Bob Balaban May 23 2009 11:15:00 AMGreetings, Geeks!
I actually thought that my previous Geek-o-Terica post on garbage collection (gc) and java and Notes and threads would be the final one on that topic. For one thing, there's only so much you can say about it without falling asleep.
However, I had a couple of requests to map that discussion onto the "other" Java APIs for Notes, the so-called CORBA classes. It's a good point, so here we go.
First, a brief review of what's different about the CORBA classes. They're different from the "regular" back-end classes for Notes in that they constitute a Java library (NCSO.jar) that does not need a locally installed Notes Client or Domino Server in order to operate. They work remotely with any Domino server that runs the DIIOP server task. The CORBA classes (so named because the remoting technology they use is based on the Object Management Group's "Common Object Request Broker Architecture" specification).
The classes in NCSO.jar implement the exact same Java interfaces (Session, Database, View, Document, etc etc) that the "local" classes in Notes.jar do, so you (with a few very minor exceptions) use them the same way. But the implementation is entirely different. When you invoke a method on a "local" object instance, a piece of Java wrapper code calls into the C++ code in Notes/Domino that implements the back-end classes (lsxbe). The C++ code uses the Notes C API, and things rock on.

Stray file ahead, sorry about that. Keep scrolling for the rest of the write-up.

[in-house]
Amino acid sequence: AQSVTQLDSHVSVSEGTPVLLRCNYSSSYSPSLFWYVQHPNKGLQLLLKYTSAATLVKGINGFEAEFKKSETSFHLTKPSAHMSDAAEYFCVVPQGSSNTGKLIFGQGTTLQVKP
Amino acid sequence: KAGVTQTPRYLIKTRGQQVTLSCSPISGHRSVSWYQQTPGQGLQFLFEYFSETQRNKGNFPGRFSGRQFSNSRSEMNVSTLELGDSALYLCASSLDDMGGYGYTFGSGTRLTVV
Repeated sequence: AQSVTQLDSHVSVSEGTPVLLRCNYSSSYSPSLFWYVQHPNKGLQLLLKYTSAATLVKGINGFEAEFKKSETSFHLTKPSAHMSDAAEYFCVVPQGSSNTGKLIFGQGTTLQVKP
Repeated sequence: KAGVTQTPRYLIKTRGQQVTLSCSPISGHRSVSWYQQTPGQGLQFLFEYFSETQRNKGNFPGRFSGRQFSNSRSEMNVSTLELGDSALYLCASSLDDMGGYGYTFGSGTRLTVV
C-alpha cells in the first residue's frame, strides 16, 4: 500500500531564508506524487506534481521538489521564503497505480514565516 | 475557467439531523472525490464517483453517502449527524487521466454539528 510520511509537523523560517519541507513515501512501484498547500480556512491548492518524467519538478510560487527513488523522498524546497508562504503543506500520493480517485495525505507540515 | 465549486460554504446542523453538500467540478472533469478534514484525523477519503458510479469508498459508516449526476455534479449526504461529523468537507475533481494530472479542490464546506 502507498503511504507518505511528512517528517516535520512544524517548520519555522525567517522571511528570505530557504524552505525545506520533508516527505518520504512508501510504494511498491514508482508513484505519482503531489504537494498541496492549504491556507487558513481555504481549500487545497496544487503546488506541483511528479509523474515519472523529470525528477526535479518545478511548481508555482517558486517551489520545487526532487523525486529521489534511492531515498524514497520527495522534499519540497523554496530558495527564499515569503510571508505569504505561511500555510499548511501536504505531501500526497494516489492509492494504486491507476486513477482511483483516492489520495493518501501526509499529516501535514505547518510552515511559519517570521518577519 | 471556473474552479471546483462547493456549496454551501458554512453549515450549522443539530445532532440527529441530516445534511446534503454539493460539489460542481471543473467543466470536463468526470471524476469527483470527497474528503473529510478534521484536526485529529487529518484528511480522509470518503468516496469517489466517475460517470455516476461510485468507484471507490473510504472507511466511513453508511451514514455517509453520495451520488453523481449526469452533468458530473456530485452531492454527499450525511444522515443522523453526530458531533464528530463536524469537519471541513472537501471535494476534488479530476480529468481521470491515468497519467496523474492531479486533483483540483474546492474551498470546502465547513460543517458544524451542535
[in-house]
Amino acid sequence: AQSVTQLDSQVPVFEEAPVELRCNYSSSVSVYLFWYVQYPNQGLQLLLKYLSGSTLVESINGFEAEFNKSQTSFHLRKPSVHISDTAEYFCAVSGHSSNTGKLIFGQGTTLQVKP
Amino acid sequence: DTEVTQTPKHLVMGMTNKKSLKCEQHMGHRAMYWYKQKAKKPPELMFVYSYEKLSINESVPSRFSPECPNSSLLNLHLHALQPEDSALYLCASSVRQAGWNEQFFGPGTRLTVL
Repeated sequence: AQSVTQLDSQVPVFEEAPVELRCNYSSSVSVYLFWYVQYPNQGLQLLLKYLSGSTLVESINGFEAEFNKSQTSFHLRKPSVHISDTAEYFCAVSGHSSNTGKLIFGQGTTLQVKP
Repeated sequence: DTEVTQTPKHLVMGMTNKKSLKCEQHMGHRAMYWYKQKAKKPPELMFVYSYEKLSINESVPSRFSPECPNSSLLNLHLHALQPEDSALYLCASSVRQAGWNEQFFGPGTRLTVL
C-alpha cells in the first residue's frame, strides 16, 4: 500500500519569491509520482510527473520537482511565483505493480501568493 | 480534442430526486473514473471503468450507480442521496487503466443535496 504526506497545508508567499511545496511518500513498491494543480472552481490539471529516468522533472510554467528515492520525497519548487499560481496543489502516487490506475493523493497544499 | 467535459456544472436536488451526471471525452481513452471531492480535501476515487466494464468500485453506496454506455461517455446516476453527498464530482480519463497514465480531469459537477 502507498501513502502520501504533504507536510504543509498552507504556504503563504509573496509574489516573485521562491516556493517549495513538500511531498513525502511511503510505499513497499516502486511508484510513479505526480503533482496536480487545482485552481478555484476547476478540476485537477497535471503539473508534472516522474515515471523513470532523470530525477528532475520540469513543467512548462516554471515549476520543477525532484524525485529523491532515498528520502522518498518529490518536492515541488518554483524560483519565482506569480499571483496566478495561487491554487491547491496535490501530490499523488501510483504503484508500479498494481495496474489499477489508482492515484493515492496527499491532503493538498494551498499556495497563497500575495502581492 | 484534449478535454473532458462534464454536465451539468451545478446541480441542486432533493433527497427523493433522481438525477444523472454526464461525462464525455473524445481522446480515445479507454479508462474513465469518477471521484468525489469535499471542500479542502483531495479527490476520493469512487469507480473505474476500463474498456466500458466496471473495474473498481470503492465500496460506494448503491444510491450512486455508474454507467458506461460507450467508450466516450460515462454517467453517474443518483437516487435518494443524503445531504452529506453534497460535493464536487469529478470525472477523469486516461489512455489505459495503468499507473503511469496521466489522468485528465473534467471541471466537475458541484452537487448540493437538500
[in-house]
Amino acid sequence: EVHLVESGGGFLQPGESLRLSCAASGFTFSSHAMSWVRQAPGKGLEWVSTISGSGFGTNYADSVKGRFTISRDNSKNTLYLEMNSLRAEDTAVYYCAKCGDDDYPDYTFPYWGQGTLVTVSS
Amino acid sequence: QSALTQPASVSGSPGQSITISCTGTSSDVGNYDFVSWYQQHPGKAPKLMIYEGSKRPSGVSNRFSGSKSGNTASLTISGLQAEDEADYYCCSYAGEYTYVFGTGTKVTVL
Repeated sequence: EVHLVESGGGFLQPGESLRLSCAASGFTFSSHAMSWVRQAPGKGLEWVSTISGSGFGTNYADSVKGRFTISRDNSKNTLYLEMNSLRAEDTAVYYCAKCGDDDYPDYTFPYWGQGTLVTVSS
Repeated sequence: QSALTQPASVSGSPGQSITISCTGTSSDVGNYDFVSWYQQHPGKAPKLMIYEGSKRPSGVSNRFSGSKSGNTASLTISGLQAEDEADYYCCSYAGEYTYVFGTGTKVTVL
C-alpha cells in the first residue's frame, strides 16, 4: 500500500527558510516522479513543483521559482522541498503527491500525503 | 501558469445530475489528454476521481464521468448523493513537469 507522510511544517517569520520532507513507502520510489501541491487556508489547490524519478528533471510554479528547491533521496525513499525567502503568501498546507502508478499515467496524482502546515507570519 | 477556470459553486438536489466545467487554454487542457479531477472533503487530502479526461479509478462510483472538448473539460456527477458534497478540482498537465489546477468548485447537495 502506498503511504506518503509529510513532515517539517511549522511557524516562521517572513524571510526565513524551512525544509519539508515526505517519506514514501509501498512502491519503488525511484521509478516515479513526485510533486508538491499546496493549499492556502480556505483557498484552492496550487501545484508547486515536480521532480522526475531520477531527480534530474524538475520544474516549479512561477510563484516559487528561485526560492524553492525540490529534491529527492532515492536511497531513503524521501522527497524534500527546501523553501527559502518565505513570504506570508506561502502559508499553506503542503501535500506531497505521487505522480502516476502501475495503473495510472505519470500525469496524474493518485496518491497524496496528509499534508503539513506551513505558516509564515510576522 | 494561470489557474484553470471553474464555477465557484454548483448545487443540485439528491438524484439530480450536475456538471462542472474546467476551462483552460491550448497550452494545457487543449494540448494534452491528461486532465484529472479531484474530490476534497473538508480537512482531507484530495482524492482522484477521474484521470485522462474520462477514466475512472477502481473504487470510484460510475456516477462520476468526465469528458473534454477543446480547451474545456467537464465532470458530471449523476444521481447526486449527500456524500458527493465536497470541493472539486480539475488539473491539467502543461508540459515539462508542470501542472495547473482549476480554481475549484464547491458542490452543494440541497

The job of the "remote" Java classes is entirely different. Each object instance in NCSO.jar is really just a proxy object: it's job is to assemble the input parameters into a command buffer, format it according to the CORBA wire-protocol specification (IIOP, thus the name DIIOP for the server task), and ship it to the server. Each CORBA proxy object is bound to a "real" back-end object on the server, which is the thing that does the real work.
This architecture has a number of different implications on how you code your CORBA-based Java app:
1) You still have to use recycle(). Not so much to protect the memory heap of your local JVM (because there are no "real" back-end classes to de-allocate there), but to recover lsxbe/C++ memory on the server.
2) There's no (discernable) connection between threads you may generate on your client machine and threads within the DIIOP server task. Since your program is not directly using the CAPI, your CORBA program is not bound by any of the threading rules you have when running on a Notes/Domino machine using the local classes. You can freely use CORBA objects across threads, no init/term required.
3) You can actually connect to multiple servers using the CORBA classes. You'd do that by creating one Session instance for each server. But you can NOT mix and match child objects across servers, that dog just won't hunt.
Hope this helps. (Hope this is enough )
Geek ya later!
(Need expert application development architecture/coding help? Contact me at: bbalaban, gmail.com)
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